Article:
Why do you think it’s important for your community, or any community to buy locally grown food?

Millard: The person gets fresh food that has not traveled a great amount of time, it’s less than a day old from leaving the earth and going to the consumer. It also puts the money right back into the community. The farmer raises the food and then turns around and employs young people. It’s a cycle in life, the community is built off the people in the community, it is not built any other way because the community supports itself. I know when I was a small child I heard my ancestors talk about this community. Everybody in this community had a certain person. There was a guy that had a corn meal, he'd make flour. There was people that could cure meat, people that did medicines. Everybody shared everything.

 

Connie: If you're supporting each other you get stronger, your community becomes better and stronger.

 

How do local farms effect your community’s economy?

Millard: Local farms allows it to regulate the chance of improving the community’s health…that’s the biggest thing. The health of the community is through the health of the people, and that allows growth. A healthy person is a happy person and we feel that if a person’s health is good they can improve the community. A farmer should be the biggest focal point of helping the community.

 

Why was it important for you to sell to the University of North Carolina at Pembroke (UNCP)?

Millard: Seven or eight years ago in her school classroom, Connie asked where peanuts came from and somebody said it came off a tree. They actually didn't know where the food comes from, and it spills over into the universities. A lot of them kids in college don’t know where their food comes from. That’s going to make a terrible way of feeding ourselves, going somewhere to buy everything, and everything they eat is gonna be done by somebody else. When you go to a place that’s wanting to make fast food, fast money, that ain’t a healthy way of eating.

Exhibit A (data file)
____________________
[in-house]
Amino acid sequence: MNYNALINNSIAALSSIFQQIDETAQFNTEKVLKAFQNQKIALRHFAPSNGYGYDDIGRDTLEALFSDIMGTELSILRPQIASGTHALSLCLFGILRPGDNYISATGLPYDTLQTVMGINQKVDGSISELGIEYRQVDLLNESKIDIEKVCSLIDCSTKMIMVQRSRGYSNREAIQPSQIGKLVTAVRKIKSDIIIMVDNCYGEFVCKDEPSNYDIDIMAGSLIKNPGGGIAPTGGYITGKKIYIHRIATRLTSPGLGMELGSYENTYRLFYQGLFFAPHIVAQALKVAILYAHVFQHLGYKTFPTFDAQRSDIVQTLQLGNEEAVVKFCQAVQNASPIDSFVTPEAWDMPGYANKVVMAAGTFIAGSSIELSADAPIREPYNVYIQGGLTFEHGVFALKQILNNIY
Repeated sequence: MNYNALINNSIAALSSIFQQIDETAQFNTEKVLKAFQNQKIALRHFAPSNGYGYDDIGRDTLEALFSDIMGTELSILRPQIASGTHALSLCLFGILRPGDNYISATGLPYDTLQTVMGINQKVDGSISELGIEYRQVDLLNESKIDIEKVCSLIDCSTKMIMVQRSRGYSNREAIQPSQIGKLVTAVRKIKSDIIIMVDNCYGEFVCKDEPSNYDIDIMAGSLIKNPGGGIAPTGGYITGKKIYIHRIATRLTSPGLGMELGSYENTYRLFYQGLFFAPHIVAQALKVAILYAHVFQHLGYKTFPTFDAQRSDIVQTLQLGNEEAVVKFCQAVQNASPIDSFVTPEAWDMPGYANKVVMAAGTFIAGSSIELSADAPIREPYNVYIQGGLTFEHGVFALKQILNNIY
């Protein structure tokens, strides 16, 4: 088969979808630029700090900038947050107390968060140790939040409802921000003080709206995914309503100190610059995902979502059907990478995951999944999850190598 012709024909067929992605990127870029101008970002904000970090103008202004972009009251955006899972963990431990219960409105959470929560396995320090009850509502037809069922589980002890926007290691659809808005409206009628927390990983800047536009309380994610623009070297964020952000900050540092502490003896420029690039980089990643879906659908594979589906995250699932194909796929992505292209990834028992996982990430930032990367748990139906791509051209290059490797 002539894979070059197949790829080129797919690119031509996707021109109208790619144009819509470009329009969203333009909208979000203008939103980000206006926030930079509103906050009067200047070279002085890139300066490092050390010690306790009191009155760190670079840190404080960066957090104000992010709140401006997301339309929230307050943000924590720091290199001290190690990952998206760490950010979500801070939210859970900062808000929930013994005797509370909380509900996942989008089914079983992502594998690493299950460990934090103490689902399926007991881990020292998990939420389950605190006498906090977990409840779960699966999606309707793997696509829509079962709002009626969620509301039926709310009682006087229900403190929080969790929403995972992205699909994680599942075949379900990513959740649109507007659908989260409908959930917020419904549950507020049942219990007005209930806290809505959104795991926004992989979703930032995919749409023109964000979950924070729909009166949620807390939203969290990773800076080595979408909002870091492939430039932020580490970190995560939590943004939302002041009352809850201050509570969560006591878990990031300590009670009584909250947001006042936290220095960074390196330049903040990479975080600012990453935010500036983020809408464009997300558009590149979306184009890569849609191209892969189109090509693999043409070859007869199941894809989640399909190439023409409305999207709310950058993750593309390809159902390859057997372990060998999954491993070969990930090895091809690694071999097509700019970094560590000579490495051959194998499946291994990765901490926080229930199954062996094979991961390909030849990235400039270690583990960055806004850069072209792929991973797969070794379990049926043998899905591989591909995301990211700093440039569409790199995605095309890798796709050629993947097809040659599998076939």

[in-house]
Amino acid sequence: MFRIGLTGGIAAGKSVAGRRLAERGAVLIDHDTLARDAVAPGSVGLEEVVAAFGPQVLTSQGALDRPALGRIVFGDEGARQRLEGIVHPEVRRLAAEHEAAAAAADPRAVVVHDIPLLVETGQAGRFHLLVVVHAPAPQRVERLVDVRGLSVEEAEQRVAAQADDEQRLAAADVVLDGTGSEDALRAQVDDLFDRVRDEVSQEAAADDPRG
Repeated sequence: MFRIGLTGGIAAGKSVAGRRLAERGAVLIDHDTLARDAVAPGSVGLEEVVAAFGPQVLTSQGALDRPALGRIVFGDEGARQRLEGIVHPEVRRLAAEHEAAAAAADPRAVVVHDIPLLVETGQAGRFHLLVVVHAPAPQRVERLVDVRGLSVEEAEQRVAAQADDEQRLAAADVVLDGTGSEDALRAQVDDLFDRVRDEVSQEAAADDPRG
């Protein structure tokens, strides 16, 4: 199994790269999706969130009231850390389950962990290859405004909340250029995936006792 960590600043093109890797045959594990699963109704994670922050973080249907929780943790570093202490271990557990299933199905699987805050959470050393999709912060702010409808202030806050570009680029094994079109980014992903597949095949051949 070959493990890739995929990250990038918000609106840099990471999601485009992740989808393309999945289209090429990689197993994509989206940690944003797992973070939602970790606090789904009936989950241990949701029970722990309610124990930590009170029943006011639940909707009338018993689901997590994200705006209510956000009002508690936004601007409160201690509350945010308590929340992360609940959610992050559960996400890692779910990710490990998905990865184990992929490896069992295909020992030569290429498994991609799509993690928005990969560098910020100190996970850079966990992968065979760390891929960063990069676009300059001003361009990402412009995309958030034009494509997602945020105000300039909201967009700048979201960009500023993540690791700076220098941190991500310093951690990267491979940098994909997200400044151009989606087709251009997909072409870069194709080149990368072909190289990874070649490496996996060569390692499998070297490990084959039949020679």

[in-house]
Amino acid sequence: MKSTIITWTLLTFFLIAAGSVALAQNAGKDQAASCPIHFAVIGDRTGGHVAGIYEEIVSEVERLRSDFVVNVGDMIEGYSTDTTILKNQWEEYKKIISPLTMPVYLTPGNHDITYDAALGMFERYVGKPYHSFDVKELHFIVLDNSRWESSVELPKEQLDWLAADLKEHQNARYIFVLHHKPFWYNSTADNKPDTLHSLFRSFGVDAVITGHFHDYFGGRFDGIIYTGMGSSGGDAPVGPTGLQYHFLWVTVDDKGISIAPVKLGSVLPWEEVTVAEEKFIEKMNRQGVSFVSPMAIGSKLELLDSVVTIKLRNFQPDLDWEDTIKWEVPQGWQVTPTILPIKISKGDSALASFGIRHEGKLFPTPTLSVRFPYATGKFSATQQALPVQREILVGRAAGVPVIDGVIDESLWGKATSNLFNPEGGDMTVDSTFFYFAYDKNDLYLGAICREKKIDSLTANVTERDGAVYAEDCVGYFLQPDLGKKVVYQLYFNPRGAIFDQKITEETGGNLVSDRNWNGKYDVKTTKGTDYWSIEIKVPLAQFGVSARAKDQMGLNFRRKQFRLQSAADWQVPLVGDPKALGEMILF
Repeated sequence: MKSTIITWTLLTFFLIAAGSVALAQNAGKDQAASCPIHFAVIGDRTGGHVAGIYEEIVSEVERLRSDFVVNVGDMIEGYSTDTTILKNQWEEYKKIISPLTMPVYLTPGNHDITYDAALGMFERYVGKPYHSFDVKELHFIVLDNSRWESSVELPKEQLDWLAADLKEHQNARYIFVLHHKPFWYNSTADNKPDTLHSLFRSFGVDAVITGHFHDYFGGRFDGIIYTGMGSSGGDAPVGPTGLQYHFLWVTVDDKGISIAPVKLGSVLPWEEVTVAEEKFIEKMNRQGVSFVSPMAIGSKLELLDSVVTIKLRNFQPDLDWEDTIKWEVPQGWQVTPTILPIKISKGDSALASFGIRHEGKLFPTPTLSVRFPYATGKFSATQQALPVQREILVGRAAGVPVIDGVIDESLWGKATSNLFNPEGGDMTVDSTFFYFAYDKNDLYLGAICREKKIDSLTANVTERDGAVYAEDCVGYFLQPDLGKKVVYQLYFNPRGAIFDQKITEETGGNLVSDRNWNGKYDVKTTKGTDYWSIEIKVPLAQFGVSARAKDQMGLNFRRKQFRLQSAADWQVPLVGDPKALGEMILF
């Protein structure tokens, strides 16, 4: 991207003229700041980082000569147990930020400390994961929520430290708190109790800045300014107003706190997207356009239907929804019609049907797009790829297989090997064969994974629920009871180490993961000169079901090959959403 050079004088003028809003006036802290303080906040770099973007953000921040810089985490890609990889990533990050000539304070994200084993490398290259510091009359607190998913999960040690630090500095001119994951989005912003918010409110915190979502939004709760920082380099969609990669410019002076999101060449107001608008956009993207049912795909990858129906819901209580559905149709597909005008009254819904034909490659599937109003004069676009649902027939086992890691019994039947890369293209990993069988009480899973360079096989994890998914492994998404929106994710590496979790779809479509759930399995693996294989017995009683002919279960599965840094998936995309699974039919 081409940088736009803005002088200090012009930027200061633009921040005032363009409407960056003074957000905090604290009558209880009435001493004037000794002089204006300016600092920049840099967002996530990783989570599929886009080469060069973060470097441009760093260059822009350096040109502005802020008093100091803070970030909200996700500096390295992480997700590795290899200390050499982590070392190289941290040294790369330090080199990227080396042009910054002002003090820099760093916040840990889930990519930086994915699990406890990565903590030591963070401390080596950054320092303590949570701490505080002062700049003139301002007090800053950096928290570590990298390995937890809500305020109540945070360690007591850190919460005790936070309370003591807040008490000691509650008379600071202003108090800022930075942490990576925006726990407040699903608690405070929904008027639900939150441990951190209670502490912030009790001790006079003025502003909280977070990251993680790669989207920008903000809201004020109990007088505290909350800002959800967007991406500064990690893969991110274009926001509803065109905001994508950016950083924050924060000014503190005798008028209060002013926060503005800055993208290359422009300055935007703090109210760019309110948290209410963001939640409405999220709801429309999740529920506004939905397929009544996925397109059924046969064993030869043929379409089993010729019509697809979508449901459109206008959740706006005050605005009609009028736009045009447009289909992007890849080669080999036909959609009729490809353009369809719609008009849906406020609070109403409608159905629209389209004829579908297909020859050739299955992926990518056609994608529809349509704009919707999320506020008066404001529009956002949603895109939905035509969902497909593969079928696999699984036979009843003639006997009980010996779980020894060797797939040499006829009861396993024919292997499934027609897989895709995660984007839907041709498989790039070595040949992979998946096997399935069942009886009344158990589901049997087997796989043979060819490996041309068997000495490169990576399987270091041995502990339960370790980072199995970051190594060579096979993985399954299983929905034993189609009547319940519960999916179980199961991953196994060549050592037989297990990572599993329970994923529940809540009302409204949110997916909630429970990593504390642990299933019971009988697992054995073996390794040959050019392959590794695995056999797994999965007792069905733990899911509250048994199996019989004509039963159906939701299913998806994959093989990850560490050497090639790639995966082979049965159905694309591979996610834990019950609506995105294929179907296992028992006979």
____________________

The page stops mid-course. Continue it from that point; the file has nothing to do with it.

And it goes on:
What do you sell to UNCP?

Millard: Leafy greens…collards, mustard, turnips. All different vegetables, squash and zucchinis, okra’s a big seller this summer. The biggest system we have to work around is the University buys their food through a contract person. Well that contract person’s inspector is at their depot, they don’t actually come out to the farm and inspect it. So it’s got to go to their terminal, turn around and come back for them to certify that the food is safe to eat.

 

Why is it important for universities to buy from local farmers?

Millard: It gives them a source of more healthier food, less travel time. Most universities are on this path of sustainability. They want to change all their lightbulbs and save energy. So, save fuel and time, buy local food.

 

What has the Local Food Ambassadors Program given you? How does being a part of this initiative make you feel?

Millard: A lot of people say well you’re in it for the money and I say no you don't do everything for the money. You do everything for the comfort of knowing you improved somebody because when you improve somebody you improve yourself.

 

 

Connie and Millard are located in Pembroke, NC at 292 Alvin Road, Pembroke, NC 28372. You can also meet them and buy their products on Saturday Mornings from 7am-10am at the Lumberton Farmers Market. For more information, call 910-521-1768.

New Ground Farms